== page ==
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5 advantages of light commercial electric vehicles in urban environments

“When commercial fleets electrify, the benefits are very substantial” is one of the ideas advocated by Steven Schoefs, an international expert in vehicle fleet management and mobility for businesses.

With 63 million vehicles, commercial vehicle fleets in Europe account for 20% of the total vehicle fleet and cover more than 40% of the total number of vehicle kilometers driven. As a result, fleets are the largest contributor to CO2 emissions, accounting for more than half of total road transport emissions.

Precisely because commercial fleets pollute more than private vehicles, national governments are trying to encourage the transition to electrification of transport. Numerous studies and reports support that electrifying vehicle fleets is the most efficient way to consolidate sustainable mobility. Prioritizing fleets or “fleet-first” will ensure greater and faster global impact.

Commercial fleets have a great potential driver in the transition to electric mobility that will favor a low-carbon economy. In this context, the most critical point of the delivery and commercial transportation processes known as the “last mile” is especially important: the final and closest part to the consumer in urban environments, which is also the most costly and complex.


The following identifies 5 of the most relevant benefits of using electric fleets of light-duty vehicles in urban environments that prove Steven right.

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1. Operational characteristics suitable for electrification

Not all fleets are the same, so managers are responsible for analyzing the feasibility of electrifying them according to their characteristics and operational needs. Light-duty vehicles in urban environments have two factors favorable to electrification: predictability of routes and ease of recharging during the workday.

That is, the routes follow standard routes between warehouses and stores or depots and stations. The predictability of routes and mileage facilitates the use of intelligent recharging based on breaks, delivery points or stops, reducing redundant times and making the most of the advantages of the urban environment, without making autonomy an issue.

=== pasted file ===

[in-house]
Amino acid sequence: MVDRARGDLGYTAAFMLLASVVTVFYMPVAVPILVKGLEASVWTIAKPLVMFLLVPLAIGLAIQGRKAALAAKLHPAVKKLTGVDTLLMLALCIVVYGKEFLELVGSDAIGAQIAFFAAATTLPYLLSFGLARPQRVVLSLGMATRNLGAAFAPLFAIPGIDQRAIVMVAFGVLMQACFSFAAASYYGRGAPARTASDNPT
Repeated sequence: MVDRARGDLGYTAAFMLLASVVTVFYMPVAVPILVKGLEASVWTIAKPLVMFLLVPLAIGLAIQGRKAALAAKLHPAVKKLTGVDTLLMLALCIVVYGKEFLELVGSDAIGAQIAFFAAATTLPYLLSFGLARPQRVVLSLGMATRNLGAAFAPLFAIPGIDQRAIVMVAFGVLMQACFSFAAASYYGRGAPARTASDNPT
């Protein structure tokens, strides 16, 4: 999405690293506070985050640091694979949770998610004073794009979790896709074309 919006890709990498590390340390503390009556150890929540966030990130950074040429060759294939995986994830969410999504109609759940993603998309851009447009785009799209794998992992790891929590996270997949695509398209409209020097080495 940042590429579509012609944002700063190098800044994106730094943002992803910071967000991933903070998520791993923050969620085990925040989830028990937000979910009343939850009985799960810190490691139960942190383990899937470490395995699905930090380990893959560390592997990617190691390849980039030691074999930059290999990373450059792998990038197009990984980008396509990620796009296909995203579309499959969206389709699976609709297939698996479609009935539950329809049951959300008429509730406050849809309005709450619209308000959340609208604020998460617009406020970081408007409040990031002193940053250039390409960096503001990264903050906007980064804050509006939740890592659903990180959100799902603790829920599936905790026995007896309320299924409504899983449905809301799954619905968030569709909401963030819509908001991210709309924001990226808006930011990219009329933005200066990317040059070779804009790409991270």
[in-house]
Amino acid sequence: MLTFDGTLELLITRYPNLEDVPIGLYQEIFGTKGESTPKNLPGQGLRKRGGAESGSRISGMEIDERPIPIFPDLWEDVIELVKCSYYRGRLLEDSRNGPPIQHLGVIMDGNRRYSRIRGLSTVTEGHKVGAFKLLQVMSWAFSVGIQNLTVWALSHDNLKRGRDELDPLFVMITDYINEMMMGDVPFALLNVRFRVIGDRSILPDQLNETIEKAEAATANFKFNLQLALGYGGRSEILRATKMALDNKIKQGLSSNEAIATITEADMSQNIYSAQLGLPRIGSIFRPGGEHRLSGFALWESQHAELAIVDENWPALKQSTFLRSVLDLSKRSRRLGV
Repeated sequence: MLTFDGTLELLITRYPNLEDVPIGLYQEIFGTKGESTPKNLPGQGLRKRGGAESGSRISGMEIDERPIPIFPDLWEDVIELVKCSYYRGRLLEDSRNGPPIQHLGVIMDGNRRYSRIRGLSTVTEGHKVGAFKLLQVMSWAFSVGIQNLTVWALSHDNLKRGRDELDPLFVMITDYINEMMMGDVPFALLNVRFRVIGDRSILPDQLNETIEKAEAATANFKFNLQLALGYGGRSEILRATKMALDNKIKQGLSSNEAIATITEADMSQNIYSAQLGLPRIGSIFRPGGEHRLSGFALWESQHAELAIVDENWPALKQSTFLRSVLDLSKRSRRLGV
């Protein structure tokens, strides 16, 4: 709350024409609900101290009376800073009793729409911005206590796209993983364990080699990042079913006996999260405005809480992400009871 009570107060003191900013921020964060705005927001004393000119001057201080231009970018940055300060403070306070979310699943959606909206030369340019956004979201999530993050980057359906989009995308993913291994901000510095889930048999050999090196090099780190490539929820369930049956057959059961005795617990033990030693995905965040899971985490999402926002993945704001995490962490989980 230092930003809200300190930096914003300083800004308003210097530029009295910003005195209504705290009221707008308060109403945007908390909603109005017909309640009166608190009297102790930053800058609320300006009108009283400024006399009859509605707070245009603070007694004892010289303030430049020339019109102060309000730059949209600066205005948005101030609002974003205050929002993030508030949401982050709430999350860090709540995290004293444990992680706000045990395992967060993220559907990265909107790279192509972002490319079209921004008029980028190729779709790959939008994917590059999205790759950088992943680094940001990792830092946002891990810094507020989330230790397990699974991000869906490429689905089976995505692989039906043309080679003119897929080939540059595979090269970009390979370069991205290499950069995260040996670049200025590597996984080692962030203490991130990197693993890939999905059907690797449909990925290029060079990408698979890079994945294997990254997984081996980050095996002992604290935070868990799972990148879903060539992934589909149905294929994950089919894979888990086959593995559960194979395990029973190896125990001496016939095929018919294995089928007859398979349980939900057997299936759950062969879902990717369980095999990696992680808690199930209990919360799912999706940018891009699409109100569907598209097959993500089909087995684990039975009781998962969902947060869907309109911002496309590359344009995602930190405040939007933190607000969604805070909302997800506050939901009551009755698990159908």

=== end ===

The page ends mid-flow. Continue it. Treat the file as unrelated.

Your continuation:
2. Cost savings

There are three main sources of cost savings from a fleet of electric vehicles:

  1. Service, maintenance and fuel costs are cheaper than those of combustion vehicles.
  2. Operating costs and business risks are increasing for gasoline- and diesel-powered fleets. For example, non-electric vehicles pay more than 14 euros per day in the UK? to be able to transit through the low emission zone (ZBE), where most of its customers are located. Using an electric delivery motorcycle would save 3,000 euros in one year.
  3. Taxation: the higher the CO2 emissions of a vehicle, the higher the tax rate. Electric vehicles enjoy a much lower tax rate.

3. Commercial opportunity with great potential

It is estimated that the electrified car fleet will increase 24-fold by 2030, which will mean more than 40 million electric vehicles on the road. In this context, urbanization and the continued growth of e-commerce are causing the demand for goods delivery to continue to increase. Given that fleet-first has already begun, fleets are changing the rules of the game by being the protagonists of the shift towards sustainable mobility.

The commercial value will be for the first and most agile movers in the market. Stakeholders are aware of this and are developing solutions to address barriers to the transition: utilities are partnering with charging point operators and leasing companies.

Another major factor driving demand has to do with public perception: brands are in their vehicles and benefit significantly in terms of reputation when their fleets are electrified.

4. Environmental and health benefits

The traffic reduction and closures that accompanied the COVID-19 pandemic in 2020 have made a compelling case for transportation decarbonization. There is evidence of the positive effects of cleaner air on the natural environment and on health. According to the World Health Organization, some European cities recorded reductions in nitrogen oxides (NOx) from traffic of between 50% and 70% compared to pre-closure values.

The case for the decarbonization of road transport is reinforced by the more than 238,000 premature deaths that occur each year in Europe due to fine particulate matter in the air. The annual costs of combating the health consequences of road transport pollution are estimated at between 67 and 80 billion euros.

The tangible effects of fleet electrification in urban environments on air pollution and health highlight the inherent and long-term societal value of accelerating electric mobility.

5. Favorable regulatory context

Policymakers and regulators have been adopting a carrot-and-stick tactic to promote a low-carbon economy and mobility for months now: on the one hand, they are discouraging combustion vehicle fleets, while on the other, they are driving the adoption of electric vehicles, with a particular emphasis on cities. Polluting vehicles are being driven out of urban environments due to the detrimental impacts on public health and air quality from emissions and particulate matter. In 2019, Europe already had 300 EPZs and by 2025 there will be more than 500.

The use of light electric vehicle fleets in urban environments has numerous benefits that will, in turn, create unprecedented value in the transportation market. In addition, they prove to be the greatest catalyst for promoting the transition to decarbonization in cities.

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